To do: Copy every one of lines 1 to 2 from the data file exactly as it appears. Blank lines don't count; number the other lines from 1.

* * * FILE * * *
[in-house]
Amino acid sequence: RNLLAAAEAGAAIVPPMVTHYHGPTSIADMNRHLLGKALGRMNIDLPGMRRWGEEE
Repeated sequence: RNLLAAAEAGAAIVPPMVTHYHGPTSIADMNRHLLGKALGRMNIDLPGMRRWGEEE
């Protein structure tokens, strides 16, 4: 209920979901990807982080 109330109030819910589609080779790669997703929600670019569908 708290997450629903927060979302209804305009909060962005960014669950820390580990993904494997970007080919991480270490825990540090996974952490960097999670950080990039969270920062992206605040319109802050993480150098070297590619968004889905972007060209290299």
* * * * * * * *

[in-house]
Amino acid sequence: RNLLAAAEAGAAIVPPMVTHYHGPTSIADMNRHLLGKALGRMNIDLPGMRRWGEEE